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  • Solomons investigates spate of chicken deaths

    Could be Newcastle or some other disease or cause

    Source: http://www.rnzi.com/pages/news.php?op=read&id=52900


    Solomons investigates spate of chicken deaths

    Posted at 20:23 on 08 April, 2010 UTC

    The Agriculture Department in Lata in the eastern Solomon islands province of Temotu is investigating the sudden deaths of dozens of chickens on Santa Cruz Island.

    The department has so far received reports that 40 chickens in a dozen different villages have died suddenly.

    A spokesman for the department, Titus Nume, says they have put in place quarantine measures to contain the unknown disease.

    Mr. Nume says itís the first time there has been such an outbreak around the island and they have sought additional expertise from Honiara to try and isolate it.

  • #2
    Re: Solomons investigates spate of chicken deaths

    Poultry can contribute to improve livelihoods

    Wednesday, 07 April 2010 13:53





    IT has now been widely acknowledged and accepted that improved rural livelihoods is a top priority for the country as more than 80% of the population live in a difficult subsistence lifestyle in their home villages.
    It has also been accepted that improved village poultry keeping is one of the two most important parts of this rural livelihood development.
    Individuals, government departments, aid agencies and other NGOs would now all like to include kokorako projects within their activities.
    Heritage and environmental groups also like to include kokorako keeping in their development projects because this provides a substitute for traditional wildlife sources of food and therefore more protection for the wildlife.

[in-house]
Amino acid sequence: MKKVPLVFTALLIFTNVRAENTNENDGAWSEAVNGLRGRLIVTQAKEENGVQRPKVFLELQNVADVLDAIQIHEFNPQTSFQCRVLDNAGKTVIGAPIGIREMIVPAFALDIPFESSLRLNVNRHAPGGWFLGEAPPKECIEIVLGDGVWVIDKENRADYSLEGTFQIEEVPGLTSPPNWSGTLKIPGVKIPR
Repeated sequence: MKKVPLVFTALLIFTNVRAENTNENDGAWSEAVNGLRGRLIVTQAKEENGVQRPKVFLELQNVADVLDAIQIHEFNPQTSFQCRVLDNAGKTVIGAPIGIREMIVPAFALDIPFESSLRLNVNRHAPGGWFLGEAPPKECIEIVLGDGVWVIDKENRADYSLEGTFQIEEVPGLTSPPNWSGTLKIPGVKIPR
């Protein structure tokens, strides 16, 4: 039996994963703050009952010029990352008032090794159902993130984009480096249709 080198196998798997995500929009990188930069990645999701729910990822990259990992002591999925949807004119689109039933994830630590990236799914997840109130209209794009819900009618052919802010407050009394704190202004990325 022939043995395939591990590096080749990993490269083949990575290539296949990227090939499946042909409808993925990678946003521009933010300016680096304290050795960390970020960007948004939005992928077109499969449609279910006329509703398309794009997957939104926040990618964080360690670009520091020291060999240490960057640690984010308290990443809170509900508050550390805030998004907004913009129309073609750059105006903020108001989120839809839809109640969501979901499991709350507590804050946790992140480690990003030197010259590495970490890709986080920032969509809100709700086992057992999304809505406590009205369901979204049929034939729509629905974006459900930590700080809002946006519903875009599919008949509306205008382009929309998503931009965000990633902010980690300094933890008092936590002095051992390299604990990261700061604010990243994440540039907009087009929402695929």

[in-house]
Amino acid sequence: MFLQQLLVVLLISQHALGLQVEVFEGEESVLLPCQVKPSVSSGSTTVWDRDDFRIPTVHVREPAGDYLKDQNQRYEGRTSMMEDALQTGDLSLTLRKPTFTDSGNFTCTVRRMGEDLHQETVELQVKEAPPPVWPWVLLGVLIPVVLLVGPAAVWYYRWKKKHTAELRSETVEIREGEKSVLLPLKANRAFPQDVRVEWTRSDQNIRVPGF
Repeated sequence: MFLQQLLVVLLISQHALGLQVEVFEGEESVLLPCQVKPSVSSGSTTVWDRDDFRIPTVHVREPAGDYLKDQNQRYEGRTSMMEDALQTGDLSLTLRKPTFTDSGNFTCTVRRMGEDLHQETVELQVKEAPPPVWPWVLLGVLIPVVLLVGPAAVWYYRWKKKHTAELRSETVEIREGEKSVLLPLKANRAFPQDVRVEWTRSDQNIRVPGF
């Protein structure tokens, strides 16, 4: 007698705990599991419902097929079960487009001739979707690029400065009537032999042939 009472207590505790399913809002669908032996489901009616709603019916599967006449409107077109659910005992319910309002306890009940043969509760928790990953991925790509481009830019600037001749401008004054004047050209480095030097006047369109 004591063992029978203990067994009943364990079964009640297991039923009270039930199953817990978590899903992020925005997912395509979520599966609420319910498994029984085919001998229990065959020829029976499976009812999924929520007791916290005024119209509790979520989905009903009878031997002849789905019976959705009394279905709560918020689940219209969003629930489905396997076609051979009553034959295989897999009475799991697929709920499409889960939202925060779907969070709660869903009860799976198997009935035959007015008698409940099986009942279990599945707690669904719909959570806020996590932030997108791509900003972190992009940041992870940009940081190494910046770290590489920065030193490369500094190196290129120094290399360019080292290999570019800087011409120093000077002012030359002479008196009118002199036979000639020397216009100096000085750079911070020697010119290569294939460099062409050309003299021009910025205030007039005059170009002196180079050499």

Kokorako farming has started to be taught in schools so that the students receive a life skill for the benefit of their family when they return home from school.
    The kokorako farms in schools also provide improved nutrition and food sources for the students at the school.
    Although poultry keeping is a quick and easy way of improving the peoples diet and nutrition as well as providing opportunities for small cash incomes from the sale of surplus eggs and meat proper training is the first important thing which is needed to be successful.
    Without this special training the project could easily fail and the people will receive no benefit.
    Another important need is for many more village kokorako and ducks to be bred so that each of these new projects can be stocked with suitable breeding birds.
    Local kokorako are the most suitable for use in these projects because they are used to living in the climate and villages of the Solomons and once the free ranging kokorako are given better care they will produce well.
    Ducks too are well suited to village life and can be successfully kept using similar skills to kokorako keeping.
    The imported layers and broilers available in the country at the moment do not keep well in villages because the climate is too difficult for them and they need
    There are also many opportunities for small businesses to start village kokorako and duck hatcheries around the country because there is not enough stock available at the moment to supply the new projects which are planned.
    Russell Parker has been providing training and development advice on improved village kokorako and duck keeping for 15 years across the Solomons.